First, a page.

Decoupling or De-Risking? China’s State Media Sees Little Difference

Decoupling or De-Risking? China’s State Media Sees Little Difference

Sebestyén Hompot2024-04-22

Since early 2023, “de-risking” has become the key concept of the EU’s approach to relations with Beijing. The term has been promoted as an alternative to “decoupling”, which would mean an all-out disengagement from relations with China and which has never been seen as realistic or desirable by the mainstream of EU policymakers. Meanwhile, Chinese state media is mostly unwilling to see any difference between the “de-risking” and “decoupling” narratives, arguing that both are aimed at disengaging from China and containing China’s development. In more recent media sources, some experts are focusing on whether China’s development poses any “risk” to the EU, as well as the risks of “de-risking” itself.

In her March 30, 2023, speech, President of the European Commission, Ursula von der Leyen, laid out the EU’s new strategy of engagement with China, with “de-risking” playing a prominent role. In essence, it means that the EU should strive to become more competitive and resilient in strategic sectors such as health, IT, and clean tech. It also aims to diversify the EU’s trade relations in the Indo-Pacific region to reduce overt dependency on Chinese-controlled supply chains. Von der Leyen’s speech also took a clear position against any prospect of “decoupling” from China, which can be understood as a move towards full disengagement from relations with Beijing. Such an option is not viable and is not in the EU’s interest, she stated in her speech.

In the Chinese Communist Party-controlled Chinese- and English-language media, the distinction between “decoupling” (Ch. tuogou ) and “de-risking” (qu fengxian 风险) is blurred in general, although some more nuanced explanations of the relationship between the two emerged in recent months. Apart from equalizing “de-risking” with “decoupling”, another common theme has been the argument that the EU’s China policy lacks autonomy from the United States. It is also commonly repeated that the ultimate aim of “de-risking” is to contain China’s rise, a strategic interest pursued by the United States that its allies are being pressured to follow, according to CPP media. The US was also seen as the main culprit behind “over-politicizing” or “pan-politicizing” (泛政治化) relations between the West and China, suggesting that the CCP leadership would, by default, be ready to conduct relations with the EU in a de-politicized, strictly pragmatic, and profit-oriented way. Another line of argumentation focuses on the EU’s internal divergences, implying that the EU will not be able to maintain a coherent approach towards its relations with China. Therefore, according to this argument, “de-risking” will prove to be a failed experiment. In more recent articles, greater focus has been put on criticizing the notion that China poses any risk to the EU as well as on warning that “de-risking” might prove to be a risk in itself.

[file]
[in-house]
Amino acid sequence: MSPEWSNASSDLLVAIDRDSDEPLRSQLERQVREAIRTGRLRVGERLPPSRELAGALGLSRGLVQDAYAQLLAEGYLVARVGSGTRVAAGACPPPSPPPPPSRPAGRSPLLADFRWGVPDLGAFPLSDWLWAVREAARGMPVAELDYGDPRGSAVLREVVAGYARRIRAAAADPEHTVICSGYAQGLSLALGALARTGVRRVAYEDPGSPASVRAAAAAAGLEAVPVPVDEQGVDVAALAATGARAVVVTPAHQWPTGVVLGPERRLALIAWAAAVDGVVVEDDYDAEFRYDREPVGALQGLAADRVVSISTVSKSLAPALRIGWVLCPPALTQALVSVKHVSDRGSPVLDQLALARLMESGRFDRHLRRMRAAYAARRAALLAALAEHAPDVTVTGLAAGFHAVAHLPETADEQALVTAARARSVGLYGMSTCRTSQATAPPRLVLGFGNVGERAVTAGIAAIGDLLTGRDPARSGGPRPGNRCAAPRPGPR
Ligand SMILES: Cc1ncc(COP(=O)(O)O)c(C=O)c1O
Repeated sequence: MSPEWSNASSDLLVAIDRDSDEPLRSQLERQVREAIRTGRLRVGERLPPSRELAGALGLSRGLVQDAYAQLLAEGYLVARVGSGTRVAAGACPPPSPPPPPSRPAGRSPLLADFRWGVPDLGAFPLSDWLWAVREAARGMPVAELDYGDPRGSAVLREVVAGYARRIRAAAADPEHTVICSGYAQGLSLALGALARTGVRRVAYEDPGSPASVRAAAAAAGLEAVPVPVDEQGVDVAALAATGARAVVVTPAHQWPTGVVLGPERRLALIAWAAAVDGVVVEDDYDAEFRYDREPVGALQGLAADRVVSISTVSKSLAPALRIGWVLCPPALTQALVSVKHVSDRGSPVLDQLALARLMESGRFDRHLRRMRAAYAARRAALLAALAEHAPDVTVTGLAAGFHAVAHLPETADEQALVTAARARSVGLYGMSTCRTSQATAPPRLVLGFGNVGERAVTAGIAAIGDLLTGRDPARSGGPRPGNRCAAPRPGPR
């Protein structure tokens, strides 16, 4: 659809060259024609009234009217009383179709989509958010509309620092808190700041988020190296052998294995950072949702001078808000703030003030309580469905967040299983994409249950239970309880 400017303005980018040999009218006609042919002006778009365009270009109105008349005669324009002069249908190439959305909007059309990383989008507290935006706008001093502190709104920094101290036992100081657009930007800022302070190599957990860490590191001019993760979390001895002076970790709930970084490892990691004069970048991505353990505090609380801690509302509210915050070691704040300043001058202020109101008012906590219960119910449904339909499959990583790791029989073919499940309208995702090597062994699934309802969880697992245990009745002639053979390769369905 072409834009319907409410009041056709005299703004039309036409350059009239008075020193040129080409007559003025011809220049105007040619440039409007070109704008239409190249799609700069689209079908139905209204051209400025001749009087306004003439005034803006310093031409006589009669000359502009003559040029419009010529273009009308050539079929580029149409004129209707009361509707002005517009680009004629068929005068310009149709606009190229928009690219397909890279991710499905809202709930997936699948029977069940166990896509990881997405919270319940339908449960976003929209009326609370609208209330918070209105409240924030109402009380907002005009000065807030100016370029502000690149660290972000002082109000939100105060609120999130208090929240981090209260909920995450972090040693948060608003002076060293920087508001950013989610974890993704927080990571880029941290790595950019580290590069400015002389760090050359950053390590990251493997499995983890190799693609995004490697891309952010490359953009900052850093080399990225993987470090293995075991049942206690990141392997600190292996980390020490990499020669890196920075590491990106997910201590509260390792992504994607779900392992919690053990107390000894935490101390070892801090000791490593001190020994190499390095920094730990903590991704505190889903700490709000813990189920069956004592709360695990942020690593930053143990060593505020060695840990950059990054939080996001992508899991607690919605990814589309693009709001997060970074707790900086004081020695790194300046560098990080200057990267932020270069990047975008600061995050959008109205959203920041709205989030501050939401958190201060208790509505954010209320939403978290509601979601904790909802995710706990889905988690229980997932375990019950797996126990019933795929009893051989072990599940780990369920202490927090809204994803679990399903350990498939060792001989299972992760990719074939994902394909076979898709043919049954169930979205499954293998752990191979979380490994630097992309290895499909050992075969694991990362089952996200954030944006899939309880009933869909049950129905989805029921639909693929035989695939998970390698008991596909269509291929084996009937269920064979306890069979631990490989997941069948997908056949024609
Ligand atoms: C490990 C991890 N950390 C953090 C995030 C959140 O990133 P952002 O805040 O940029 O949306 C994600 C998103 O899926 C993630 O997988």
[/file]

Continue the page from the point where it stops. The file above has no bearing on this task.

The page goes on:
First reactions: No difference between “de-risking” and “decoupling”

A May 2023 article by CCTV English titled “So-Called ‘De-Risking’ Just Another Term for ‘Decoupling’ Used by Washington, Allies to Contain China” outlined the main points of Beijing’s initial reactions to the EU’s new direction. The article warns us that “A change in words does not mean a difference in action. In essence, de-risking is hardly different from decoupling.” Another English-language article by Global Times, published in June 2023 with the title “EU warned of risk of ‘decoupling’ under [the] guise of ‘de-risking’”, makes it even clearer that from the CCP’s perspective, the two terms are the same. A Chinese-language Xinhua article from July 2023 uses the set expression “jie shi huan hun” 借尸 (which can be translated as to borrow another corpse to return the spirit of a dead person) to characterize the relationship between “decoupling” and “de-risking”, implying that “de-risking” is merely a new guise for an old evil. A July 2023 CGTN article titled “De-risking disguised form of decoupling the West uses to contain China” does not add too much new information in this regard. A (中国网article also published in July 2023 describes “de-risking” versus “decoupling” as only a change in words without any change in the essential goal to suppress China’s development by the West. 

Washington behind everything

While they noted that the “de-risking” discourse originated in Europe, many of the Chinese media articles on “de-risking” focused on Washington’s perceived efforts to rally its allies for its grand strategy of containing China’s development. China is hence continuously victimized, while Washington’s allies, including Europe, are denied any agency of their own. Several articles on the topic display a paternalistic attitude towards Europe, a quest to enlighten Europeans about the constraints imposed on them by US foreign policy objectives. The above-mentioned CCTV English article lectures Washington’s allies that they “might think they will benefit from following America’s foreign policy. But the United States is so self-serving that its allies have become half accomplices and half victims.” CCTV English notes that “Compared to the United States, China has brought the world opportunities, cooperation and stability”, citing China’s status as the top trading country for a number of consecutive years.

The earlier-mentioned Chinese-language Xinhua article is more graphic in its tirades against the US as the main creator of risks and instability in the world and the main promoter of “de-risking” in the West’s relations with China. The article includes a video by a presenter named Deer Wang, lumping together several unrelated charges against the US for starting wars, forcing other countries to adopt its norms and values, and also briefly mentioning the US plot of “de-risking”. Three drawn illustrations in the cartoon also add to the narrative, all of them vilifying the US, victimizing China, and “de-agentifying” the allies of the US. The most expressive of these illustrations depicts an evil “Uncle Sam figure” (a bearded male figure wearing clothes and a hat decorated with the US flag) riding a railcar together with three Caucasian-looking figures labelled as “allies” 盟友 (an arguably clear reference to Europe). “Uncle Sam” is depicted cutting off himself and the “allies” from another railcar carrying a sad-looking panda. With an evil look on his face, “Uncle Sam” utters the phrase “de-risking” 风险, while his “allies” are observing his action with a helpless and frustrated expression on their faces.

It is often argued in these articles that the West, and especially the US, over-politicize relations with China. According to the June 2023 Global Times article, “the ‘de-risking’ push, be it from outside forces or China hawks inside the EU, has a pan-politicization, pan-ideology, and pan-security tendency”. The Xinhua article notes that “de-risking” originally was only used as a term in economics and suggests that its politicization is aimed at moving away from pragmatic exchanges with China to one determined by geopolitical interests.